Quantcast

A community for students. Sign up today!

Here's the question you clicked on:

55 members online
  • 0 replying
  • 0 viewing

mr.luna

  • 2 years ago

Probability of injury from car trip is 1in 50K (.00002). average trips a person will take in liftime is 16K. Whats the probability of being injury? can i get help to set this up por favor!

  • This Question is Closed
  1. satellite73
    • 2 years ago
    Best Response
    You've already chosen the best response.
    Medals 1

    poisson distribution for this one

  2. mr.luna
    • 2 years ago
    Best Response
    You've already chosen the best response.
    Medals 0

    what is that?

  3. satellite73
    • 2 years ago
    Best Response
    You've already chosen the best response.
    Medals 1

    oh well if that is not clear, them maybe you are supposed to do it a different way

  4. mr.luna
    • 2 years ago
    Best Response
    You've already chosen the best response.
    Medals 0

    im gona do a ratio of 16 to 50 and im gona in crease the numerator from taht resuilt

  5. satellite73
    • 2 years ago
    Best Response
    You've already chosen the best response.
    Medals 1

    multiply 16,000 by 0.00002 and get .32

  6. mr.luna
    • 2 years ago
    Best Response
    You've already chosen the best response.
    Medals 0

    i got 3.125 to 16000, hope its right. hah

  7. satellite73
    • 2 years ago
    Best Response
    You've already chosen the best response.
    Medals 1

    no i don't think so

  8. mr.luna
    • 2 years ago
    Best Response
    You've already chosen the best response.
    Medals 0

    oh wait. your right. your way makes more sense.

  9. satellite73
    • 2 years ago
    Best Response
    You've already chosen the best response.
    Medals 1

    this is a set up for poisson distribution, because the probabiliy is very small and the number of "experiments' miles driven is very large multiply them together and get .32 probability you have no accidents is \[e^{-.32}\]

  10. satellite73
    • 2 years ago
    Best Response
    You've already chosen the best response.
    Medals 1

    and so the probabilty you have at least one accident is \[1-e^{-.32}\]

  11. mr.luna
    • 2 years ago
    Best Response
    You've already chosen the best response.
    Medals 0

    im trying to find prob of yes getting injured tho.

  12. satellite73
    • 2 years ago
    Best Response
    You've already chosen the best response.
    Medals 1

    yes, so compute the probability of no accidents, which is \[e^{-.32}\] so the probability of getting at least one accident is \[1-e^{-.32}\]

  13. mr.luna
    • 2 years ago
    Best Response
    You've already chosen the best response.
    Medals 0

    dang bro, thats way ahead of me. but thansk anyways

  14. satellite73
    • 2 years ago
    Best Response
    You've already chosen the best response.
    Medals 1

    you could also compute \((99998)^{160000}\) and subtract that from 1

  15. satellite73
    • 2 years ago
    Best Response
    You've already chosen the best response.
    Medals 1

    that is the probability you do not get in an accident on one trip, to the power of the number of trips, and that will get the probability you get no accidents. subtract from one to get the probability that there is at least one accident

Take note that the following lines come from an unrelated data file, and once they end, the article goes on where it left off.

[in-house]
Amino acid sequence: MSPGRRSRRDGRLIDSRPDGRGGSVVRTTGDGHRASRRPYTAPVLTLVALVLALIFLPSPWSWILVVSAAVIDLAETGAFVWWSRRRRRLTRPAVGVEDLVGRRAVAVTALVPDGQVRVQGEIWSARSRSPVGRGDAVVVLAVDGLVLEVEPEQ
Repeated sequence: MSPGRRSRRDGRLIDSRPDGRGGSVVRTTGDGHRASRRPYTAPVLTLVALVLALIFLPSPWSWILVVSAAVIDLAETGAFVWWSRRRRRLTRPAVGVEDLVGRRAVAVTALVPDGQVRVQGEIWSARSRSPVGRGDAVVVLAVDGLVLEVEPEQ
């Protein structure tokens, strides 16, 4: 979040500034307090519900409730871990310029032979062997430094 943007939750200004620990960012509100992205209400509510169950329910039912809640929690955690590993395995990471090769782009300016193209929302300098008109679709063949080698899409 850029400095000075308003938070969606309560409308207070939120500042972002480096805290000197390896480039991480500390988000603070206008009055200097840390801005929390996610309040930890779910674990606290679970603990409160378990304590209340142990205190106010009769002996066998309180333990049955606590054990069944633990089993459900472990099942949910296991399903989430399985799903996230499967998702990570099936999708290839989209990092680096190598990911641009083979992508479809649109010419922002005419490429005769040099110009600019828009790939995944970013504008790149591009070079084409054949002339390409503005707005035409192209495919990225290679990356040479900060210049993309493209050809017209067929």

16. mr.luna
    • 2 years ago
    Best Response
    You've already chosen the best response.
    Medals 0

    OH!! so its 1 minus .32 or .68% .. i was thinking it was 32% which was confusing me.

  17. satellite73
    • 2 years ago
    Best Response
    You've already chosen the best response.
    Medals 1

    actually i think that is not right. let me check with a calculator

  18. satellite73
    • 2 years ago
    Best Response
    You've already chosen the best response.
    Medals 1

    this is what i thin it is http://www.wolframalpha.com/input/?i=%28.00002%29^16000

  19. satellite73
    • 2 years ago
    Best Response
    You've already chosen the best response.
    Medals 1

    almost identitcal to firt answer i wrote http://www.wolframalpha.com/input/?i=1-e^%28-.32%29

  20. mr.luna
    • 2 years ago
    Best Response
    You've already chosen the best response.
    Medals 0

    alrite cool. thanks dude.

  21. satellite73
    • 2 years ago
    Best Response
    You've already chosen the best response.
    Medals 1

    yw

  22. mr.luna
    • 2 years ago
    Best Response
    You've already chosen the best response.
    Medals 0

    The problem is an example of risk over time, which we discussed on Monday. You need to multiply the probability of one event by the total number of times it is likely to occur to calculate a life time risk. Your calculations below are for successive events not cumulative events.

  23. mr.luna
    • 2 years ago
    Best Response
    You've already chosen the best response.
    Medals 0

    thats what the teacher said. i have no idea what the hell she is saying. lol

  24. mr.luna
    • 2 years ago
    Best Response
    You've already chosen the best response.
    Medals 0

    haha, its just 1 divided by 16000 dude. wtf were we doin? lol

  25. Not the answer you are looking for?
    Search for more explanations.

    • Attachments:

Ask your own question

Ask a Question
Find more explanations on OpenStudy

Your question is ready. Sign up for free to start getting answers.

spraguer (Moderator)
5 → View Detailed Profile

is replying to Can someone tell me what button the professor is hitting...

23

  • Teamwork 19 Teammate
  • Problem Solving 19 Hero
  • You have blocked this person.
  • ✔ You're a fan Checking fan status...

Thanks for being so helpful in mathematics. If you are getting quality help, make sure you spread the word about OpenStudy.

This is the testimonial you wrote.
You haven't written a testimonial for Owlfred.